To succeed in AP Psychology, you must have excellent recall of a large library of terms. Some of these are constants of human behavior that you didn’t know had official names, and others are more obscure terms for the biological components of psychological responses. It’s critical to be fluent in the terminology surrounding every concept if you want to end up with a high score. You should also know the names of prominent psychologists and understand their contributions to the field.
Quizzing yourself with flashcards is the best way to ensure that you’re prepared. I’d recommend Quizlet as a starting point (after you read through the notes and refresh your memory) because it offers many sets of online flashcards that you can use for practice. Of course, you can always write out your own physical flashcards if you prefer to do things the old fashioned way! This may be more effective because writing down definitions helps to reinforce your memory.
Tip #2: Relate Psych Concepts to Everyday Life
The concepts in this course will show up in your everyday life when you make decisions, interact socially, get stressed about schoolwork (meta), or really do anything. As you read the notes, try to think of personal examples that relate to what you’re learning. Besides helping you memorize the material, this can give you some interesting insight into why you’ve made certain decisions in your life (or why other people you know may have made certain decisions). Even outside of your active study time, if you notice a particular behavior, try to relate it to something you’ve learned. You probably won’t forget a term or concept if you anchor it to a real experience.
Tip #3: Give Yourself Regular Checkups
Don’t go over a section of notes once, quiz yourself, and then decide that you’re done with it forever. Every few topic areas, circle back and do a holistic review of everything you’ve learned so far. Make a point of constantly refreshing your memory so that nothing gets lost in the shuffle. You can use the complete review sheets I’ve linked at the end of the notes section as resources for these review sessions.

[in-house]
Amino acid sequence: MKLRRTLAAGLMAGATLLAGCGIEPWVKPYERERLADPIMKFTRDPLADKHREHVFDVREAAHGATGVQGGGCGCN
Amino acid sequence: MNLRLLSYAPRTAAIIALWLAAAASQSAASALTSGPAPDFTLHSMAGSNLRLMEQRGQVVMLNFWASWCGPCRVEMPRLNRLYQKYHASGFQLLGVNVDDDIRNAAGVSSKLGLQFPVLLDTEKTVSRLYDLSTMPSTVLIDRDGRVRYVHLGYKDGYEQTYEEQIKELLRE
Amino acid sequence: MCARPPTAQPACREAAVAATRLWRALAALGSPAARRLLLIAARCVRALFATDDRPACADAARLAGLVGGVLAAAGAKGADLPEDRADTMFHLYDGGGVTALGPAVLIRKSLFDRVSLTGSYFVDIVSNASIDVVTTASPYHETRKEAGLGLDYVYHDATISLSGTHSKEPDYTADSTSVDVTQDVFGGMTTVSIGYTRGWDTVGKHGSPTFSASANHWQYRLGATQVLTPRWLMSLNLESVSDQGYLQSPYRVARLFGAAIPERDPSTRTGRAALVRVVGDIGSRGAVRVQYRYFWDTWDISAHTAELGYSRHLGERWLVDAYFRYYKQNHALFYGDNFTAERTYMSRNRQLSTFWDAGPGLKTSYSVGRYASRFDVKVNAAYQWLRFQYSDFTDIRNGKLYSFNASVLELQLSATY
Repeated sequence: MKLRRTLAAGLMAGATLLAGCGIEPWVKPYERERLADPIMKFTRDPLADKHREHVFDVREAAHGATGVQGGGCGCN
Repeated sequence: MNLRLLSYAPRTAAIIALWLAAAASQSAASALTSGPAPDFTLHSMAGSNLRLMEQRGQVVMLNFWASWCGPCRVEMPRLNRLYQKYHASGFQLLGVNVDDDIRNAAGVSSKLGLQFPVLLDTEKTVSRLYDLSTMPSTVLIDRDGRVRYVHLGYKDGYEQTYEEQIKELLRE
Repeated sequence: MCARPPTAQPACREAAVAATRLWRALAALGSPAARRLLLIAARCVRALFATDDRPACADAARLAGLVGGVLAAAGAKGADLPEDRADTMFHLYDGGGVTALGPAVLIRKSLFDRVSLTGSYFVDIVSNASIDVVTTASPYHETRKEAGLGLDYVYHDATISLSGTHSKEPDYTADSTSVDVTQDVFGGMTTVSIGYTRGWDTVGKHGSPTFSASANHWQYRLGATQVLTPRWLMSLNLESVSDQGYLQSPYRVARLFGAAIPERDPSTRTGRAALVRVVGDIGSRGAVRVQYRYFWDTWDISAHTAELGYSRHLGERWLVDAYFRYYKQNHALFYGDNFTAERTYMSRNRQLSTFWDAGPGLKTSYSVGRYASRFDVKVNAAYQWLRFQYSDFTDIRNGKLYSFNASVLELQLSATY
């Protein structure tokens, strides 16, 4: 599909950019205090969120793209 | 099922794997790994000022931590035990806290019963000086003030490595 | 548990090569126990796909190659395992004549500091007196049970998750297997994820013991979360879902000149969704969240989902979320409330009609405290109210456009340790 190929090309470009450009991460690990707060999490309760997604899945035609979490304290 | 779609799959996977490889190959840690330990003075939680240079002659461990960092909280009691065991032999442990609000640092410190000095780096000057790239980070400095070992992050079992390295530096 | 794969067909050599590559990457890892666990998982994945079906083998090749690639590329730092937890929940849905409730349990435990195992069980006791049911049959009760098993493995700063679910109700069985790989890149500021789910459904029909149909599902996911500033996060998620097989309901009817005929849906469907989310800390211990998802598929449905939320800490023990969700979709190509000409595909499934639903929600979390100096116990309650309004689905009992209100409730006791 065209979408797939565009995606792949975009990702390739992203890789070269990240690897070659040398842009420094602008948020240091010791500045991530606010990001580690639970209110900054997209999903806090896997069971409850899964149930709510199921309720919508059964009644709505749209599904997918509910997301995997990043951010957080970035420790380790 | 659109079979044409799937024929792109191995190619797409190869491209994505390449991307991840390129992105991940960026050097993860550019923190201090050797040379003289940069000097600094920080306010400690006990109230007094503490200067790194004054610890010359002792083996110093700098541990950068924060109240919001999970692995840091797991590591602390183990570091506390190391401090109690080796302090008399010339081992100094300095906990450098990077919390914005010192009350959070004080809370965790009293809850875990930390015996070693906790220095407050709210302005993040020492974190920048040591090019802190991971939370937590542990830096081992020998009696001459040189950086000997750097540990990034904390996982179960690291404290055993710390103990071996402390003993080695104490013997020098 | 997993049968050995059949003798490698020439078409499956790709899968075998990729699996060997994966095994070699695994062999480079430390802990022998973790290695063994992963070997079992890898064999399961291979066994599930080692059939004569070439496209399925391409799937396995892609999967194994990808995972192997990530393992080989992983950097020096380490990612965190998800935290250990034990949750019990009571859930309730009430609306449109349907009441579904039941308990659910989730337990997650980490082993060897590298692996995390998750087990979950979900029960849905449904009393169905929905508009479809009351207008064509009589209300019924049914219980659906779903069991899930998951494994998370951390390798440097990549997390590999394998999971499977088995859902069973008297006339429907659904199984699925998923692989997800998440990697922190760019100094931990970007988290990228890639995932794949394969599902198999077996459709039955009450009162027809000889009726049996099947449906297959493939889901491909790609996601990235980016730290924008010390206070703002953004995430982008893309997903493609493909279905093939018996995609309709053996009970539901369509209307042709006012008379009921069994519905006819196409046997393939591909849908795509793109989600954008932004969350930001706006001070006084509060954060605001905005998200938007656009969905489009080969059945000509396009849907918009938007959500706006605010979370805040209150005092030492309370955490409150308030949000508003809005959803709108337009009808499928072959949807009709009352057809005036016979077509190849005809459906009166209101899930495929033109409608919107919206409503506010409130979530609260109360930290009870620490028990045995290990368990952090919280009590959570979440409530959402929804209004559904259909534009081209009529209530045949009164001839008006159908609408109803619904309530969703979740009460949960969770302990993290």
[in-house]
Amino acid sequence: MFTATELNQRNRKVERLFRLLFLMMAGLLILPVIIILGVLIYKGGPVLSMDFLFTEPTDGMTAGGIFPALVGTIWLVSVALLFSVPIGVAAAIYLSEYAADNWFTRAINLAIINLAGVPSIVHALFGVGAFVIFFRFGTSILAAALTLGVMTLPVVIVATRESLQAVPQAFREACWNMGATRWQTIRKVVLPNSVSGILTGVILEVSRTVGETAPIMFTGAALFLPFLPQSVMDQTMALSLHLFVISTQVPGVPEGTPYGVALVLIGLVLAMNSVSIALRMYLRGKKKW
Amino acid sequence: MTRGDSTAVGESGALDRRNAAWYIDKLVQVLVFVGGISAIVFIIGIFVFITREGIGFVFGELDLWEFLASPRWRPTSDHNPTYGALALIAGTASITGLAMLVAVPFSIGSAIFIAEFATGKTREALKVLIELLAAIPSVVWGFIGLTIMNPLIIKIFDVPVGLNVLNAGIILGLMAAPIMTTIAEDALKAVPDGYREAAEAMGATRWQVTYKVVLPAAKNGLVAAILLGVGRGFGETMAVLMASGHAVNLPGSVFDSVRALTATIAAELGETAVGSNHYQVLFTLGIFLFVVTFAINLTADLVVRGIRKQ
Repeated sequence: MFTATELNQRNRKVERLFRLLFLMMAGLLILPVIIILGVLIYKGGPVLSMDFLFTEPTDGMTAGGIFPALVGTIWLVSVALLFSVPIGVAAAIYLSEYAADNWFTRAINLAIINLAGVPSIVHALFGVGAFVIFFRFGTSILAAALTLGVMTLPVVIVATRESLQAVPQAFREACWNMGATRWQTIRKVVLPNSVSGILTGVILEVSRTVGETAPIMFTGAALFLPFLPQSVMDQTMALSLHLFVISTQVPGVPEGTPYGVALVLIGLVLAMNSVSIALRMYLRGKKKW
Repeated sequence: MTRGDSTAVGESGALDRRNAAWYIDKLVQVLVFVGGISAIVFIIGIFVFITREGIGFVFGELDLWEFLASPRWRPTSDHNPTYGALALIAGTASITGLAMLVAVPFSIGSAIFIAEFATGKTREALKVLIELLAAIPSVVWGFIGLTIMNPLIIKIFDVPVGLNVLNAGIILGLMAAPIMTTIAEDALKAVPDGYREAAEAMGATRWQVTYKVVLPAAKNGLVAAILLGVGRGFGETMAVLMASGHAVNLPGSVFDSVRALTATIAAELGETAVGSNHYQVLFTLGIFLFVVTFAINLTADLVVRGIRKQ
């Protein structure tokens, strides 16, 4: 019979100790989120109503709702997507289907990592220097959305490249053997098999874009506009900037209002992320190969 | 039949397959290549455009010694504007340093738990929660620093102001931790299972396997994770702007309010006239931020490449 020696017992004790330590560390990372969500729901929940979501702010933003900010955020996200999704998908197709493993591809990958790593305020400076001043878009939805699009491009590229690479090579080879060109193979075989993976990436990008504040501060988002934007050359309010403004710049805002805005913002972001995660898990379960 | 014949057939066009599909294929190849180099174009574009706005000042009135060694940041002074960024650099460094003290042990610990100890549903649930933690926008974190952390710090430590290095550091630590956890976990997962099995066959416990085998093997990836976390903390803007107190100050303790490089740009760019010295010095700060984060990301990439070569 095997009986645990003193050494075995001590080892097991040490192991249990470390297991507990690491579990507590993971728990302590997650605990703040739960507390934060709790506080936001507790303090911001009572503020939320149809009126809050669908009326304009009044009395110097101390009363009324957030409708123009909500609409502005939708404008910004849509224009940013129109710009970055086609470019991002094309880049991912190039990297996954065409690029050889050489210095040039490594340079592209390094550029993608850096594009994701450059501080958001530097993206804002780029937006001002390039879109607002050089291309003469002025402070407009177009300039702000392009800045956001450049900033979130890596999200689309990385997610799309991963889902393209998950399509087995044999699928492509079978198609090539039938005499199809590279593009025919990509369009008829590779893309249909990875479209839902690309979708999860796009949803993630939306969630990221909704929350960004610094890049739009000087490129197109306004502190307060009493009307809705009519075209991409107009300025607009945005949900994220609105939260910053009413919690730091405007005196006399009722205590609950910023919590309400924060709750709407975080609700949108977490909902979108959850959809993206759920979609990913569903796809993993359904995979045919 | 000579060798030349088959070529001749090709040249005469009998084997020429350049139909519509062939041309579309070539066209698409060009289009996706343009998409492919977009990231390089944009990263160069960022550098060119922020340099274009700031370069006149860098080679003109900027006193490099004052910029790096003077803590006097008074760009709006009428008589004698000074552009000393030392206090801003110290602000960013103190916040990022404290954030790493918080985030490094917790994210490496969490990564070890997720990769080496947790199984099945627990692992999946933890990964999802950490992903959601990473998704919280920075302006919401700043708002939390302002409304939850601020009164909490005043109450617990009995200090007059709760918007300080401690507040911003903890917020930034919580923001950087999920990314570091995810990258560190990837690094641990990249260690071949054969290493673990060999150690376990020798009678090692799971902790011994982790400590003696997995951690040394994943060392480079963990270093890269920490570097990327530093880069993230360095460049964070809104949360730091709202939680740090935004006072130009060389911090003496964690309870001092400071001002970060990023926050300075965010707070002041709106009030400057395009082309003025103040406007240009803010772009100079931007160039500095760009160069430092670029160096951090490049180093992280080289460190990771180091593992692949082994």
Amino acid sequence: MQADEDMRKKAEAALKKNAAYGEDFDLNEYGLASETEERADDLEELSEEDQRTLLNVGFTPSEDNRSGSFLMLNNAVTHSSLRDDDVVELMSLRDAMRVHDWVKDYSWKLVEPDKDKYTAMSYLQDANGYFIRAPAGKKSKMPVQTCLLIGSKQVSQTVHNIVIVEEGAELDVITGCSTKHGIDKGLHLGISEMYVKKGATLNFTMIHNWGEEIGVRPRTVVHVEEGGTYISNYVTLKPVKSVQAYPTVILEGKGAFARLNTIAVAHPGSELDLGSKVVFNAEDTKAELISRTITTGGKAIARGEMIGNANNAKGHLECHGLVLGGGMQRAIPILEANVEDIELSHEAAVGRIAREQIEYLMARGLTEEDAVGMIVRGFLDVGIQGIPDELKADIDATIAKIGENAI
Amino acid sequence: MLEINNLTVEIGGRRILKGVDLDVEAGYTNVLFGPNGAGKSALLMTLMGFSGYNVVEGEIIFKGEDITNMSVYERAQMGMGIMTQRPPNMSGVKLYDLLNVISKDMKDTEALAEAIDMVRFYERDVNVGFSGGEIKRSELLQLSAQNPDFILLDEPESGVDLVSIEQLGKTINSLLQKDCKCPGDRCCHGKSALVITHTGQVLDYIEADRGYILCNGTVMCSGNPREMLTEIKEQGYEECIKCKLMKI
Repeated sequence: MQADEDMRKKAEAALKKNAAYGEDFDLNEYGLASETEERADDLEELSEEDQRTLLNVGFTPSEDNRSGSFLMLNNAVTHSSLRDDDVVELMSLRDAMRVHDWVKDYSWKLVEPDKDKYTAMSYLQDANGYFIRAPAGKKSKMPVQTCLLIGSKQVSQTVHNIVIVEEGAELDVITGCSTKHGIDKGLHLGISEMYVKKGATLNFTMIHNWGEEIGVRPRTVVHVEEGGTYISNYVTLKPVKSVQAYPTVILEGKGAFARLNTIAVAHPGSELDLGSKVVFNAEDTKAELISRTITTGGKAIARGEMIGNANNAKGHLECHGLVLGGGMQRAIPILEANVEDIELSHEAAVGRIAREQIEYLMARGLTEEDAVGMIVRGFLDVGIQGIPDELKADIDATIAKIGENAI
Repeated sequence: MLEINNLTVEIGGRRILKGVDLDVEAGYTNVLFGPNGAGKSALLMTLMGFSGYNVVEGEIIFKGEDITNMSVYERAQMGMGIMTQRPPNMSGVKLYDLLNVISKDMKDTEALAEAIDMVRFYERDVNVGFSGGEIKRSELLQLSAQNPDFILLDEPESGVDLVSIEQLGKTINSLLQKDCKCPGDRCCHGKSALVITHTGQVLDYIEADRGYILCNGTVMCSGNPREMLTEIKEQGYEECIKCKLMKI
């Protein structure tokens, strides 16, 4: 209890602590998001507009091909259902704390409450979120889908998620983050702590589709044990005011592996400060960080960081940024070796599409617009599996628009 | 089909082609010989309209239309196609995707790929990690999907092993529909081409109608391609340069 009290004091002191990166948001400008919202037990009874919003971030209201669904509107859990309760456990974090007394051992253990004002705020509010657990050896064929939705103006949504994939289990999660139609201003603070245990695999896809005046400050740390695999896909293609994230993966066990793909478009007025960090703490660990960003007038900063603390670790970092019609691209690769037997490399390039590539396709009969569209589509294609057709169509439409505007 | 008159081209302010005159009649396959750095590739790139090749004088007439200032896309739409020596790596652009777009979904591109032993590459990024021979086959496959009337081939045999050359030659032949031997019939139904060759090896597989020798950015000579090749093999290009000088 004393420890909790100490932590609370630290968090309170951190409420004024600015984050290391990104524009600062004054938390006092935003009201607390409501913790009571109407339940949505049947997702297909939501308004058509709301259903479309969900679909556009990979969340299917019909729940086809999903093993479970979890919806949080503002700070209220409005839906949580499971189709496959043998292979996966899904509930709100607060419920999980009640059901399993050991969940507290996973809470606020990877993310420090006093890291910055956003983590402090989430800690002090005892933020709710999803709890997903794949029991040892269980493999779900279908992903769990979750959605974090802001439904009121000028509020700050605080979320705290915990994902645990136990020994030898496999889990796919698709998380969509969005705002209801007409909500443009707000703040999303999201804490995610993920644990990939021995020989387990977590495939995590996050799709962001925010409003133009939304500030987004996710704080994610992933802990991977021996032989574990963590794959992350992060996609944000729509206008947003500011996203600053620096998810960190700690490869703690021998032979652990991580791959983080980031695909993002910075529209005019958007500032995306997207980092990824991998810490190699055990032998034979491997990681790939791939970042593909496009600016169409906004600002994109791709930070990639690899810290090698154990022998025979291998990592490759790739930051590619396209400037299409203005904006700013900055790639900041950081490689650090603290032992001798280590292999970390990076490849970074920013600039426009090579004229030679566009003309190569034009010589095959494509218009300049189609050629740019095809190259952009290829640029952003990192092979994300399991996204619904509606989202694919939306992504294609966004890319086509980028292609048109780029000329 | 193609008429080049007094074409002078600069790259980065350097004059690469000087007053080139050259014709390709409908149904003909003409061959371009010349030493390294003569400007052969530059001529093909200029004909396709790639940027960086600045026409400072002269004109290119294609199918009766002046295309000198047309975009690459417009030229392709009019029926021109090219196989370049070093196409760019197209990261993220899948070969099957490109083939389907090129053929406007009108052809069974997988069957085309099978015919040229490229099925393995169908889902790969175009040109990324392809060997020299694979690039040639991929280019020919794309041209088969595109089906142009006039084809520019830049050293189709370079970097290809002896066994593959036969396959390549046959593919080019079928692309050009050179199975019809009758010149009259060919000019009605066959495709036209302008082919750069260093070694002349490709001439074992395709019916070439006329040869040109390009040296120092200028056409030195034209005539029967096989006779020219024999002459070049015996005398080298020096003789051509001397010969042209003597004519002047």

With an aggressive treatment plan, you can hope to recover from your ignorance.
Conclusion: Getting the Most Out of AP Psych Notes
These notes and strategies should help you get started on your AP Psychology review. You can even use the notes on a unit-by-unit basis if you're just studying for a short quiz or test. Remember to take practice tests to keep yourself on track, and continue consulting any resources you've accumulated throughout the year in class.
I'd recommend that you also take advantage of the information in my other AP Psychology posts (links are in the first section of this article) to get more advice on how to structure your studying and ensure a high score on the final exam!
Are you concerned about the AP Psychology test? Read this article to decide whether it will be especially challenging for you.
It's not easy to decide which AP classes to take in high school. Depending on how many options you have, you could structure your schedule in vastly different ways. Check out this guide to learn how many AP classes you should take in high school based on your goals and circumstances.
If you want to avoid overwhelming yourself with a ridiculous schedule, it's also a good idea to be aware of which AP classes test the most challenging material. Read our article on the hardest AP classes here.
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Samantha is a blog content writer for PrepScholar. Her goal is to help students adopt a less stressful view of standardized testing and other academic challenges through her articles. Samantha is also passionate about art and graduated with honors from Dartmouth College as a Studio Art major in 2014. In high school, she earned a 2400 on the SAT, 5's on all seven of her AP tests, and was named a National Merit Scholar.